Thursday, October 5, 2017
When was this written?
In every generation the saints, believing the demand to be from God, have devoted their lives to renouncing and denouncing, as basic poisons, those things upon which mankind today would feed.The Church, these later years, has forgotten how to renounce and denounce them. Instead it has sought to soothe a sick mankind with ointment of sentimental piety plus injections of a superficially optimistic geniality. The note of prophecy has, indeed, not wholly died away; but the prophets have been expelled from the synagogue, banished to obscure Coventries, or at least persuaded "to draw it very mild." This is understandable. Prophets are upsetting souls. They interfere with the financing of missionary budgets and, in general, with the smooth running of ecclesiastical enterprises. They make difficult the erection of super-temples, and mar the nice amenities of life.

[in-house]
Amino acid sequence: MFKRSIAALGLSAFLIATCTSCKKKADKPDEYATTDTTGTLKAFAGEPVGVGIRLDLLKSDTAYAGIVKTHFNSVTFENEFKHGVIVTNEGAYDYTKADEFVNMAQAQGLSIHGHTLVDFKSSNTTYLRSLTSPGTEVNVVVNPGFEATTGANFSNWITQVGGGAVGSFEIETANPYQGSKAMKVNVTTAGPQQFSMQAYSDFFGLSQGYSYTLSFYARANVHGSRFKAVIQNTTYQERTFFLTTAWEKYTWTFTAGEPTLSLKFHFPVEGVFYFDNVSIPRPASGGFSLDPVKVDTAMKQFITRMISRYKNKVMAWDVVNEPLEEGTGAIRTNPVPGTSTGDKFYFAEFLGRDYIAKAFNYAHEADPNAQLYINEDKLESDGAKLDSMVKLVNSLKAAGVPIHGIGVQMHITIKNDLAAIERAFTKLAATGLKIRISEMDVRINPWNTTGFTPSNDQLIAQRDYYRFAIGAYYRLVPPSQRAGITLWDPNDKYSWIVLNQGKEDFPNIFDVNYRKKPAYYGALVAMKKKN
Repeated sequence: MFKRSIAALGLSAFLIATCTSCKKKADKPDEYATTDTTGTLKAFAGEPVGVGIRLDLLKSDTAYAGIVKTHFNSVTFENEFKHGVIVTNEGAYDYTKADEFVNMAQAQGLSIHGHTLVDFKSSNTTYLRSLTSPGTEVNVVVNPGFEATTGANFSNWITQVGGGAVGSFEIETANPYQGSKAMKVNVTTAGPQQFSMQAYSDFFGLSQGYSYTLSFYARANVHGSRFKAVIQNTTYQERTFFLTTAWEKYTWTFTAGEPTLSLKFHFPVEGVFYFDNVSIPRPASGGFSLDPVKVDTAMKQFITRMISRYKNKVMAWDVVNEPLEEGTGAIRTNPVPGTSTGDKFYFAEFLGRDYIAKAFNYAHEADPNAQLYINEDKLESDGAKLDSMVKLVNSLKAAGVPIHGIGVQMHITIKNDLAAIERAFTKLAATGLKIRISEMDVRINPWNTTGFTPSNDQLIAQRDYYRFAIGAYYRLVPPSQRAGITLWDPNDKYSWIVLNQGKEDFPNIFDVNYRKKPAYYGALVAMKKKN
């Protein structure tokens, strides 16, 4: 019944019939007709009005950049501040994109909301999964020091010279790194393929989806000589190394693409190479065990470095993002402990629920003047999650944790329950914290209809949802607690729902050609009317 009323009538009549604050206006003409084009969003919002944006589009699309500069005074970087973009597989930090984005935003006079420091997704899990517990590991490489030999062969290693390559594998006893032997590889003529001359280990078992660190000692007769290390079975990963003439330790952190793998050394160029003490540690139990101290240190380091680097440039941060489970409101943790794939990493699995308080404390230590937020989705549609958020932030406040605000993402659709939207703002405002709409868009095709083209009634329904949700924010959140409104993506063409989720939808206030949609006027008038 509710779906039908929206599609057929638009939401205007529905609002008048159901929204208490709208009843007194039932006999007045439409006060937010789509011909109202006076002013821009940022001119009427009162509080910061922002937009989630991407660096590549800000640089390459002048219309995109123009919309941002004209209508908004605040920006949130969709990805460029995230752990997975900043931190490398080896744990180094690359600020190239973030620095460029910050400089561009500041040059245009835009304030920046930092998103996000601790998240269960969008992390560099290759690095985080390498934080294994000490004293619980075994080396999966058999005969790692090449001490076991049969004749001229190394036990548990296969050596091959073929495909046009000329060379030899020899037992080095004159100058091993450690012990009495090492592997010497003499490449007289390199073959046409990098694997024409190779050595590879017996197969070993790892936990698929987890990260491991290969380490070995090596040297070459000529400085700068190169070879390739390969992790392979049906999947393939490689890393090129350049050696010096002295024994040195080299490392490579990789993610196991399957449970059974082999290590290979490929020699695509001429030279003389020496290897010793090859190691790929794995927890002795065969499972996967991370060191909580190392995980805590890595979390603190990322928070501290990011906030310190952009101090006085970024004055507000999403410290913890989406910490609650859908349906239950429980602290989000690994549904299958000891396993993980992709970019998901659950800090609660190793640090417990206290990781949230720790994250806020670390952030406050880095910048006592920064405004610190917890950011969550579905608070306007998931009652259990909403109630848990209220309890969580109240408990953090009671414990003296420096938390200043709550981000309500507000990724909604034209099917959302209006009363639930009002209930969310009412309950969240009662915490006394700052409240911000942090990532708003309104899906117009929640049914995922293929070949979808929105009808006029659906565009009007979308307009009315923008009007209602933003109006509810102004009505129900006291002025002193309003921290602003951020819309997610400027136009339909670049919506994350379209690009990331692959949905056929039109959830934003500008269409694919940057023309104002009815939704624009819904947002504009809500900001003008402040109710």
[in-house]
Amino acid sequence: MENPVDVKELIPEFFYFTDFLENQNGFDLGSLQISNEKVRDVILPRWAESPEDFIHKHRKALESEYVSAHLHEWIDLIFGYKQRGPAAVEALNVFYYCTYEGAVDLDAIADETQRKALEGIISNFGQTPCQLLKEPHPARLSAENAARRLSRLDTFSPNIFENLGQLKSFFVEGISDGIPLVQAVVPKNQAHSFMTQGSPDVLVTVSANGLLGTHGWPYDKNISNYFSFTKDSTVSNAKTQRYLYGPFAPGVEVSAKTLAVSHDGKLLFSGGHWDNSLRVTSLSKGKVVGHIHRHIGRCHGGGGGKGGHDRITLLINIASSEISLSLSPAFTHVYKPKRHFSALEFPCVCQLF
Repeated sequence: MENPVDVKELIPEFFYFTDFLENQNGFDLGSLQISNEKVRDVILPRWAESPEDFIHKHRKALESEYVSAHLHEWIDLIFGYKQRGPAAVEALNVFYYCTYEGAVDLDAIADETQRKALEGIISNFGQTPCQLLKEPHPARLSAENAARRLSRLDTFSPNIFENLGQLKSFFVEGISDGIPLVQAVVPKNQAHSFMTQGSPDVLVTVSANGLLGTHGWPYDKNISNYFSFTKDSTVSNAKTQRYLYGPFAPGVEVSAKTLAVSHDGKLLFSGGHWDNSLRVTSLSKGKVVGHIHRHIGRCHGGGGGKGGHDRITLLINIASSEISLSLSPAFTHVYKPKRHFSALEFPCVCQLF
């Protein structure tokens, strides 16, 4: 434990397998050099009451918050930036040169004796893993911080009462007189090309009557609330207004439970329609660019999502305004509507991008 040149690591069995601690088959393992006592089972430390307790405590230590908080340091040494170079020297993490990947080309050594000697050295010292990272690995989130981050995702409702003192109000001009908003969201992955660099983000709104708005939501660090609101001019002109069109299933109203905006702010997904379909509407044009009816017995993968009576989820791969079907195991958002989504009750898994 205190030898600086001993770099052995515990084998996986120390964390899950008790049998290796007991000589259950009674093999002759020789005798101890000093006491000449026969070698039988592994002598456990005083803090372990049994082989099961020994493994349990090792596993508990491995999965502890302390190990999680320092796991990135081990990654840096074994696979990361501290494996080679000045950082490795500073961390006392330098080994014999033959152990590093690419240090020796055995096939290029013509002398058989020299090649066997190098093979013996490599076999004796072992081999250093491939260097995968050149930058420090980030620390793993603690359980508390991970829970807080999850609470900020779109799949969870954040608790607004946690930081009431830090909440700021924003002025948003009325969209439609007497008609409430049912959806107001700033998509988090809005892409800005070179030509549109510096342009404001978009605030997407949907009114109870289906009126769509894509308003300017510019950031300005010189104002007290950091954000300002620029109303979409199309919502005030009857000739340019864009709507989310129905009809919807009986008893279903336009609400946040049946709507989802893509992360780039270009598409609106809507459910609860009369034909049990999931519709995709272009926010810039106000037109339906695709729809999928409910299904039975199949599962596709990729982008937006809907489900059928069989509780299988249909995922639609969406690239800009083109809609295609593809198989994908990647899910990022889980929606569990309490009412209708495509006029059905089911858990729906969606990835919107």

Well, let me tell you. . . the date is 1942, the author is Bernard Iddings Bell, it was the October issue of The Atlantic. It could have been written today. The circumstances have not changed. The Church still seems to have small influence, coddles to the powers that be, mirrors the morality of the world, and finds its best future in trying to keep up with the pace of change in this life. The masses of the folk, observing the Church as of late the Church has been willing to present itself, say, "There is nothing here to bother with. These people bear within themselves no salvation. They are as mad as all the rest of us. They are not worth listening to. They are not even worth crucifying." But what was the hope in 1942 and is still the hope in 2017 is not some new relevance but the age old proclamation of the Gospel of Christ and Him crucified. Where people still gather at the beckoning of the Spirit through the means of grace, there is hope and life. The Church WILL endure the onslaught of her enemies even if she must surrender what does not offend for the sake of preaching that which does offend, the true and everlasting Gospel. The structures of the Church and the amenities by which earthly successes are judged will probably not survive but the Church will and where she is, there is hope planted in despair, life amidst death, and a future for a people who had only a past. Bell was wrong and is wrong in pining the hopes of the Church upon the morality of its people, preachers, or institutions. It was and is only about the righteousness of Christ, an alien righteousness gifted to us by grace, to a forgiven people washed clean in baptism and given the new name of hope and life in Christ.